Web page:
Anakin Skywalker’s extra special dose of the force required a super special explanation called a vergence. Kylo has Skywalker genes. Yoda was a Jedi Master with years of training and experience under his little cloth belt. Johnson seems to feel that “The Force is woke, y’all!” is enough to explain her phenomenal power levels and mastery in such a short time with zero training (and yes that includes her time with Luke Skywalker, which amounted to little more than philosophy lessons). She has everything she needs. Even if Force Ghost Yoda was refering to the books he tricked Luke into thinking he destroyed with a trick he learned from the God of Thunder of a different Disney franchise, it means she needs no teacher.
2. It makes no sense with her flashback.
Junkies owned that shiny spacecraft that this remarkably fresh scrubbed kid is calling out to in TFA?? Junkies who sold her for something as basic as drinking money and were buried in a pauper’s grave on Jakku owned that ship? Granted, the ship could have been stolen, but that’s just speculation from Rian Johnson’s fancult attempting to justify his a bad directorial decision.
3. A definitive answer to the question of the identity of Rey’s parents wasn’t imperative to Johnson’s theme. Rey’s cave vision expressed her fear that she was no one and might have only herself to help her find her place in the world. Luke Skywalker’s refusal to really train her or to even help her find her place in everything aptly underscored her internal conflict, especially since she practically begs for his help with this.
4. It is out-of-character for Rey to answer, “They were nobody.” The draw Jakku has for her in The Force Awakens is that they might return while she’s away. She’s essentially looking for an answer to why they left her, hoping against hope that they had a good enough reason for that abandonment. The most natural response to Kylo’s question would have been, “They’re not coming back for me.”
Kylo could have easily jumped on this to say something similar to his major pitch without forcing a nonsensical identification of Rey’s parents. He could have said something like, “They left you like worthless garbage. Like you were nothing. You came from nothing. You’re nothing… But not to me.” (Dialogue that is no less contrived than Johnson’s but more in line with Rey’s character and motivations.)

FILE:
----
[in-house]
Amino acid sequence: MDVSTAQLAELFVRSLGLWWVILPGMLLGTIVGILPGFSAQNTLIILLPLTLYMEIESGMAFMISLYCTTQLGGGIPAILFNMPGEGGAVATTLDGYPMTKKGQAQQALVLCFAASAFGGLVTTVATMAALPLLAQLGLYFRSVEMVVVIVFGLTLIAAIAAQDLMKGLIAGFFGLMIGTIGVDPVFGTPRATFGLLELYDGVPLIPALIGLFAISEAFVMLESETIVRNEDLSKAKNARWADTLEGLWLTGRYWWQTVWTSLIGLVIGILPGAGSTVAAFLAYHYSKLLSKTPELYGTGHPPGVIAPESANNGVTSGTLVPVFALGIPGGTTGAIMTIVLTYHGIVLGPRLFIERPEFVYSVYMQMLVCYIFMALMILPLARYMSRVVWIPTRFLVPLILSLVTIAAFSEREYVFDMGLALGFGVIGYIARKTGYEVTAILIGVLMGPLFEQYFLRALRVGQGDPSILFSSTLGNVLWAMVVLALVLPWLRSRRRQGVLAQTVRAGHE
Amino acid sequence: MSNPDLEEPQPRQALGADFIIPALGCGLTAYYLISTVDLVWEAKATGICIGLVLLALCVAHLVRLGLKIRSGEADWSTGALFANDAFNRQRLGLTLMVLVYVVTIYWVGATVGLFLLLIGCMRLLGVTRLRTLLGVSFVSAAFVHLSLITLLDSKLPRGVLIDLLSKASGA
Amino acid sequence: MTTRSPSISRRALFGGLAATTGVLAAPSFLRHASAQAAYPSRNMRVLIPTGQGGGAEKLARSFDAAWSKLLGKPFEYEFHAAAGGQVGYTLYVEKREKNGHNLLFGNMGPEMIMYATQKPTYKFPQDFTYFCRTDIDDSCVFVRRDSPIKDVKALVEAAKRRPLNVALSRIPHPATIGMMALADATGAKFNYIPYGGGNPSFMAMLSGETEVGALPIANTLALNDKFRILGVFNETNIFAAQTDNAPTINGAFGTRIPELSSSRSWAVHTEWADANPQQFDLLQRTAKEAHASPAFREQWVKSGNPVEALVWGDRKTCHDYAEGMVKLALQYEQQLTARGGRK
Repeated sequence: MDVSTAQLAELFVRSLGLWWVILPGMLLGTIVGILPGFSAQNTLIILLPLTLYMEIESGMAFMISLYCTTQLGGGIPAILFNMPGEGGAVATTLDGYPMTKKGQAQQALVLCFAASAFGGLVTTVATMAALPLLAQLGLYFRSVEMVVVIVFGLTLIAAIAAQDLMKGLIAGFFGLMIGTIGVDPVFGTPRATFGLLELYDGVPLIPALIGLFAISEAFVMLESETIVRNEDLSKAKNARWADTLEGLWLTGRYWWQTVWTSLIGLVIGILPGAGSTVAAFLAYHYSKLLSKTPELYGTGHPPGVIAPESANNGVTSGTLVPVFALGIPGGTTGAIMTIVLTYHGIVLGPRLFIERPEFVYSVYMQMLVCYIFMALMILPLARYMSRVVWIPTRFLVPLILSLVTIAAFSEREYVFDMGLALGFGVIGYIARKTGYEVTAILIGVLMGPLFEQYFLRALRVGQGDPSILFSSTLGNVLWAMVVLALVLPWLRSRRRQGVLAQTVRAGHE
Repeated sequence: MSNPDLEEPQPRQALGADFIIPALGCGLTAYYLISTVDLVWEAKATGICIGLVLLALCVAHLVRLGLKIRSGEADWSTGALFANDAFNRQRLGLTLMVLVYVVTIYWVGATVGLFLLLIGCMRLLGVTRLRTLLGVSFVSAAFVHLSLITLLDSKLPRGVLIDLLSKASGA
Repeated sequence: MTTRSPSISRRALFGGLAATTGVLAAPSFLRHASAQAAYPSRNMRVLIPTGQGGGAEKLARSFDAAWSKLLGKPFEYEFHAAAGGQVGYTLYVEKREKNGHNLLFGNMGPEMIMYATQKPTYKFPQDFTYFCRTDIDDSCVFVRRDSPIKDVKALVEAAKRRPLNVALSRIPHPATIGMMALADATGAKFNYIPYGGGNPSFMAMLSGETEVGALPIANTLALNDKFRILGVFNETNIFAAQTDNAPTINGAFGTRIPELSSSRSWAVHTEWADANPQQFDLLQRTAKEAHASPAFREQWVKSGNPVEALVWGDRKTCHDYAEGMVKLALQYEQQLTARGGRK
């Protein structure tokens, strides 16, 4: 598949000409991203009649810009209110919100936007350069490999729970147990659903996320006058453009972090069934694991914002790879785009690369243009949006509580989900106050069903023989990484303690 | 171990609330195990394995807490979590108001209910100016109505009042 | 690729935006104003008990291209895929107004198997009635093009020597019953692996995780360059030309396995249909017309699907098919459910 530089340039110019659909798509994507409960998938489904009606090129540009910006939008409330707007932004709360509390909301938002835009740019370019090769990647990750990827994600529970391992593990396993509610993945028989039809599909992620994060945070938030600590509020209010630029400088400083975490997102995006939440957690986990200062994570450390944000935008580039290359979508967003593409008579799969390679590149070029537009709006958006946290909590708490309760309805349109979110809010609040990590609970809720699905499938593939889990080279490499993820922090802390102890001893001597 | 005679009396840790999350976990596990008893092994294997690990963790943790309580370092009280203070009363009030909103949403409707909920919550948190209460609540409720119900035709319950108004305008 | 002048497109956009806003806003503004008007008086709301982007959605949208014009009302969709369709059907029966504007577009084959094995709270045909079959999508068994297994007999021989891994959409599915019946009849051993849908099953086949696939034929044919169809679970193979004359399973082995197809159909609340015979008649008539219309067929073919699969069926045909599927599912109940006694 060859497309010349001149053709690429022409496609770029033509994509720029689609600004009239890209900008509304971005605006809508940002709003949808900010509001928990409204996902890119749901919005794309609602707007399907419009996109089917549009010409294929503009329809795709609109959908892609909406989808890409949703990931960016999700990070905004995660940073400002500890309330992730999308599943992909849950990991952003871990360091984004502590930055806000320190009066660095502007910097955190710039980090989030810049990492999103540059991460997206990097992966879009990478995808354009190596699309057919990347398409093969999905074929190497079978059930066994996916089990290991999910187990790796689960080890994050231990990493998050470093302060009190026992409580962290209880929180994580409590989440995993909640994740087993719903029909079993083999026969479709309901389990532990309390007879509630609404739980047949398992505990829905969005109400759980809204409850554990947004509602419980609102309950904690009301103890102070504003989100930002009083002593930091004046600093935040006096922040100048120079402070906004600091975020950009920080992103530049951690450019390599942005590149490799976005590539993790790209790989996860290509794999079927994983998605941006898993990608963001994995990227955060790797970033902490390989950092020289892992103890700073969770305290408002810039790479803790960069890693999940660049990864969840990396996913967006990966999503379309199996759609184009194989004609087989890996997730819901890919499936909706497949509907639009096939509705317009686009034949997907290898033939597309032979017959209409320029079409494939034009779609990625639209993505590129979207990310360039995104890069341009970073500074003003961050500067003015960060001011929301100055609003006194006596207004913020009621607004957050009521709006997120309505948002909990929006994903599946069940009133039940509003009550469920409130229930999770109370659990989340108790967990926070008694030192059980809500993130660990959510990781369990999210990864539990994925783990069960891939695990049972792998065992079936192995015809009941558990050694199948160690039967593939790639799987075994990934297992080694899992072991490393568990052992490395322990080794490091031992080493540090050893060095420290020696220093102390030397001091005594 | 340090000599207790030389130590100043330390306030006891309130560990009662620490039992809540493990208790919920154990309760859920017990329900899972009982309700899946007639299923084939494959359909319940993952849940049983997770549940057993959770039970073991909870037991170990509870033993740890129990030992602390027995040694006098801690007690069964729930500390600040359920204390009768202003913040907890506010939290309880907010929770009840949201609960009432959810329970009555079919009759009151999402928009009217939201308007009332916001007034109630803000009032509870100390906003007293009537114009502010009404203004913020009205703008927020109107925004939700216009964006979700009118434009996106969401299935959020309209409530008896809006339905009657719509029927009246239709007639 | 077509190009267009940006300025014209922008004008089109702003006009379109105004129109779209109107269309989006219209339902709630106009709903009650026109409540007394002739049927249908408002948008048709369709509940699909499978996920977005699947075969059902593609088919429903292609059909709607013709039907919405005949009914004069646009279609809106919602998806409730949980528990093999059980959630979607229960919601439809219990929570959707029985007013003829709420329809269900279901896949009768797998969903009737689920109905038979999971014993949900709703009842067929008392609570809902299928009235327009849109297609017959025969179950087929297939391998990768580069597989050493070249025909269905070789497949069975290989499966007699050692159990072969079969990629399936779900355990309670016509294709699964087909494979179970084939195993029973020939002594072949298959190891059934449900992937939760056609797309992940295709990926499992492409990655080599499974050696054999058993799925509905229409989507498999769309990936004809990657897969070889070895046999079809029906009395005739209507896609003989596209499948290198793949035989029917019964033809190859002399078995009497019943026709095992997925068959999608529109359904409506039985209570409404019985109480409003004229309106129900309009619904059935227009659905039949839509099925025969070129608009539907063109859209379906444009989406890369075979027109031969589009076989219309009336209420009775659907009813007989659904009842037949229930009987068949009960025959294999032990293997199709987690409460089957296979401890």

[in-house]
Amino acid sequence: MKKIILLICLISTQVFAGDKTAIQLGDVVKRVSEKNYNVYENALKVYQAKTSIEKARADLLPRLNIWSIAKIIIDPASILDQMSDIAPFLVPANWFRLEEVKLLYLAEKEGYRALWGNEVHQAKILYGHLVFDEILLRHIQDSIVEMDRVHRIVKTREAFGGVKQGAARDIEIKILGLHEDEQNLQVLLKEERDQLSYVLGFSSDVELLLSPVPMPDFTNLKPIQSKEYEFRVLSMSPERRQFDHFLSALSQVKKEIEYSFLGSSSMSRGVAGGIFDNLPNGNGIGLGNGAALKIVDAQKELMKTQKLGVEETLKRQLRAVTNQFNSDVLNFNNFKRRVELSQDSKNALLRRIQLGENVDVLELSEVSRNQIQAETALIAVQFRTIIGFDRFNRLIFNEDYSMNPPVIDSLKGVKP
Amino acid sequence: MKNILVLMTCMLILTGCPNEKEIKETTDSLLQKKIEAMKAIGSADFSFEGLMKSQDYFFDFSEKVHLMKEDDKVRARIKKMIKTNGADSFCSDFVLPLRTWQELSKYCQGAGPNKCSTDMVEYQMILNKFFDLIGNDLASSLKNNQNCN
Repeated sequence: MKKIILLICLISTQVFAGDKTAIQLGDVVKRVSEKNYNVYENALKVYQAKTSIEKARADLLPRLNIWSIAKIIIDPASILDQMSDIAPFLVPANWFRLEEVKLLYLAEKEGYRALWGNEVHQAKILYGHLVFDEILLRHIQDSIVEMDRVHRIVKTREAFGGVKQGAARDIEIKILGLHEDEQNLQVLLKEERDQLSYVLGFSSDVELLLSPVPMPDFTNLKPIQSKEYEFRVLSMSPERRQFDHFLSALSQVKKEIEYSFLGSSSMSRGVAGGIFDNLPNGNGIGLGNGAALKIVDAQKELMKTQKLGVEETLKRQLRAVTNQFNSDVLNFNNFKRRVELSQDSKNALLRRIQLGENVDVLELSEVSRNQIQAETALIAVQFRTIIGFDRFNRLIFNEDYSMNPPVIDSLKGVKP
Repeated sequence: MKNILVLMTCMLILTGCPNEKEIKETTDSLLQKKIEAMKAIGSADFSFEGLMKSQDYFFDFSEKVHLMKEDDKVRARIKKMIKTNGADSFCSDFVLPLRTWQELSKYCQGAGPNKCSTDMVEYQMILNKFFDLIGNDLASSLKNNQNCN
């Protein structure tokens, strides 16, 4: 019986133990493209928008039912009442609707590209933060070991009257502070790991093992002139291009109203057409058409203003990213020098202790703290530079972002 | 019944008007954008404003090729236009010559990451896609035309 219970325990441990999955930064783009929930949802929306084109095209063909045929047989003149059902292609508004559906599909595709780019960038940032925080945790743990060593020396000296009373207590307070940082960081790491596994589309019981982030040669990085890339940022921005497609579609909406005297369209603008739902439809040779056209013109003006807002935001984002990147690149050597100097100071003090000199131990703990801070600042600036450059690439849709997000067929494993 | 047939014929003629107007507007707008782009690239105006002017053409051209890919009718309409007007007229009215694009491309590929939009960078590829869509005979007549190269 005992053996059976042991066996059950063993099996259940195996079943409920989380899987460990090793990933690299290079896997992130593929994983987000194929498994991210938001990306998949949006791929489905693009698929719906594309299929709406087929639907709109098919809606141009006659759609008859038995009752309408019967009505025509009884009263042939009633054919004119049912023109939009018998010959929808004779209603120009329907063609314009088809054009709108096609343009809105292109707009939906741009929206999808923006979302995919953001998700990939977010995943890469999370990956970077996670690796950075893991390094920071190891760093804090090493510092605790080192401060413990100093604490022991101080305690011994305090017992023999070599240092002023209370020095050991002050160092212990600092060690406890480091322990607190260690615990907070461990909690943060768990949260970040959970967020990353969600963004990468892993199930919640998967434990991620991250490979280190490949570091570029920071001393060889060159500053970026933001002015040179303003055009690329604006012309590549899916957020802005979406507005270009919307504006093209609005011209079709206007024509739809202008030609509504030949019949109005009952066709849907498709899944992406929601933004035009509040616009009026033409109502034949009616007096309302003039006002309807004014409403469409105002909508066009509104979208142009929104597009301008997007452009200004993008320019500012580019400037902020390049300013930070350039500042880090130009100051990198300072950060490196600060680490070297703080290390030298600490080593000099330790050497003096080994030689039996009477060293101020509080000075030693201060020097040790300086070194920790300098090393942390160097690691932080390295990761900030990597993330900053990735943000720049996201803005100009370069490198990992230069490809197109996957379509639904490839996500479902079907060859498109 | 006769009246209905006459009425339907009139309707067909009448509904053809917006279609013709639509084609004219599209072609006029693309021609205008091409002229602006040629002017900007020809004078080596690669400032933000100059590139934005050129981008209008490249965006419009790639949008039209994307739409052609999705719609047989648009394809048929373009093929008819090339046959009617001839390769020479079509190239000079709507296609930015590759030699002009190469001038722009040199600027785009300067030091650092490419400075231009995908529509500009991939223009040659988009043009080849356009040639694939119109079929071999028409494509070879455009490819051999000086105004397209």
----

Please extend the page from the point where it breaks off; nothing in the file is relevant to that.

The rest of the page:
A Certain Point of View
Thankfully, there is a chance that Rian Johnson’s misfire will be fixed in the next film, which is once again being directed by J.J. Abrams. Speaking of the next Star Wars film, Johnson admitted as much:
“I can’t speak to what they’re going to do. And there’s always, in these movies, a question of ‘a certain point of view.’”
Certainly, Kylo was gleaning his information from Rey’s mind, so he might have just been getting her impression of who her parents were rather than the truth. And that particular age, I’m not sure she would have known if her parents were important or not, especially if they were undercover or fallen from grace.
I’ve heard it suggested (I can’t recall by whom) that maybe her parents were nobodies, but maybe her grandfather was a different story!
I hope Abram’s does fix this horrible storytelling. Simon Pegg’s suggestion of a “relevant lineage” for Rey contradicts an earlier statement that I now suspect was motivated by Darth Disney’s Force choke enforced solidarity in the face of early criticism of Johnson’s film.
Frankly, I’m no longer as invested in the Star Wars franchise as I once was. With the exception of Rogue One, everything we’ve been offered after the original trilogy has been sorely lacking. The prequels offered us Jar Jar Binks, that annoying podracing kid, and a simpering emo origins for Darth Vader. The sequels have offered us a simpering emo boy in a mask, basicakly a poor man’s Anakin Skywalker, and, well, Rian Johnson. I’ve already decided that I won’t see Solo in theaters simply based on the fact that it’s another Star Wars prequel. I’ll probably rent it instead of buying it. I might even wait to watch it free on Netflix. Apparently, I’m not alone. Some are calling for an official boycott of Solo to protest the forthcoming Rian Johnson trilogy.
In my case, I just don’t have enough faith left in the franchise to give it my money. It would take a lot to get me to watch any of Rian Johnson’s proposed trilogy.
It’s a dark time for the Star Wars franchise…